Remarks at the Opening of the Human Writes Performance
Palais des Nations, Geneva
First and foremost, I wanted to thank you all for coming this evening.
It is with great pleasure that the U.S. Mission is supporting tonight’s performance; a cooperation between the Geneva-based Contemporary Dance Association and the Frankfurt-based Forsythe Company. “Human Writes” is choreographed by William Forsythe, the acclaimed American choreographer; a piece he conceived in collaboration with Columbia Law School Professor Kendall Thomas, who is also present.
The performance was made possible with extensive support from the Swiss Government and I’d like to thank my colleague Ambassador Martinelli at the Swiss Mission as well as my German colleague Ambassador Schumacher.
Tonight we are in for an awakening with this innovative performance highlighting the Universal Declaration of Human Rights. The idea is to allow spectators to reflect upon the history of human rights and the obstacles that prevent their full implementation.
Tonight’s performance will bring to life the document that has guided the commitment of the United States and the international community to protect human rights since its adoption on December 10, 1948: the Universal Declaration of Human Rights.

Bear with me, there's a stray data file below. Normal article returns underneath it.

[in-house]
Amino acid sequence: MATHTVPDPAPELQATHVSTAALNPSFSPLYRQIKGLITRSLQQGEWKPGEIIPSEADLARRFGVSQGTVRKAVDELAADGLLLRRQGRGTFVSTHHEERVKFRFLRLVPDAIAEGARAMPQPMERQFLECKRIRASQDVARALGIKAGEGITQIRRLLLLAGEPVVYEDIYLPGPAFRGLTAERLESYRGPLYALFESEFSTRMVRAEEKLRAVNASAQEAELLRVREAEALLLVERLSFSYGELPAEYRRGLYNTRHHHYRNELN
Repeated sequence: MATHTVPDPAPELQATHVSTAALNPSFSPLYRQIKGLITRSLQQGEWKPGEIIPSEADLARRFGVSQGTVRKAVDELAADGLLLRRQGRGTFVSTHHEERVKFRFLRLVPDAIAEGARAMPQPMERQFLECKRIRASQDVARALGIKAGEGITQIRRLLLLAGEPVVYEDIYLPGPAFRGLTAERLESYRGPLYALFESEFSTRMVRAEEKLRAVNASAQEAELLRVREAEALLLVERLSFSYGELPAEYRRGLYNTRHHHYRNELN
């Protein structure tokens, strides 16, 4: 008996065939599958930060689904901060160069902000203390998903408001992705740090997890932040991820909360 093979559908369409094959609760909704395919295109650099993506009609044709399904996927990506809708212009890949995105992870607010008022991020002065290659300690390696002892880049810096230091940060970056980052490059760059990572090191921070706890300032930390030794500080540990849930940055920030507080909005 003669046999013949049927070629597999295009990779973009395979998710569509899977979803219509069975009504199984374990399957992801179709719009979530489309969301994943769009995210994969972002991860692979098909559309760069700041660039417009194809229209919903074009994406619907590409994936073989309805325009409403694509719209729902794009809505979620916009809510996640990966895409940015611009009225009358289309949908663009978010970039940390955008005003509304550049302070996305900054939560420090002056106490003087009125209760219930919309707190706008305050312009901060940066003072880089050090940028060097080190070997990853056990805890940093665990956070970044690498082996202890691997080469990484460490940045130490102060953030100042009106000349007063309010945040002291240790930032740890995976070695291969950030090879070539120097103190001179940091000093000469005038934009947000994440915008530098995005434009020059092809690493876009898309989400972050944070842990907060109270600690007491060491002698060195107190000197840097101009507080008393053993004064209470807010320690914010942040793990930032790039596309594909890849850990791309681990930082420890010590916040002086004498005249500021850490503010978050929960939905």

In December for Human Rights Day, Secretary Clinton spoke to the international community in Geneva and reminded us that “This Declaration proclaims a simple, powerful idea: All human beings are born free and equal in dignity and rights. With the declaration, it was made clear that rights are not conferred by government; they are the birthright of all people. It does not matter what country we live in, who our leaders are, or even who we are. Because we are human, we therefore have rights. And because we have rights, governments are bound to protect them. We are called on time and again in our work in Geneva to make real the words of the Universal Declaration. Let us answer that call for our people, our nations, and future generations, whose lives will be shaped by the work we do today.”
We reaffirm the high principles enshrined in the Universal Declaration of Human Rights which continue to illuminate and inspire our work in the cause of human rights in the 21st century.
I’m very much looking forward to the performance tonight as previous performances of ‘Human Writes’ were met with critical acclaim in Istanbul, London, Dresden, Zurich and Brussels. Thank you again for being here.
I’d now like to turn it over to Professor Kendall Thomas who will enlighten us on the development of Human Writes.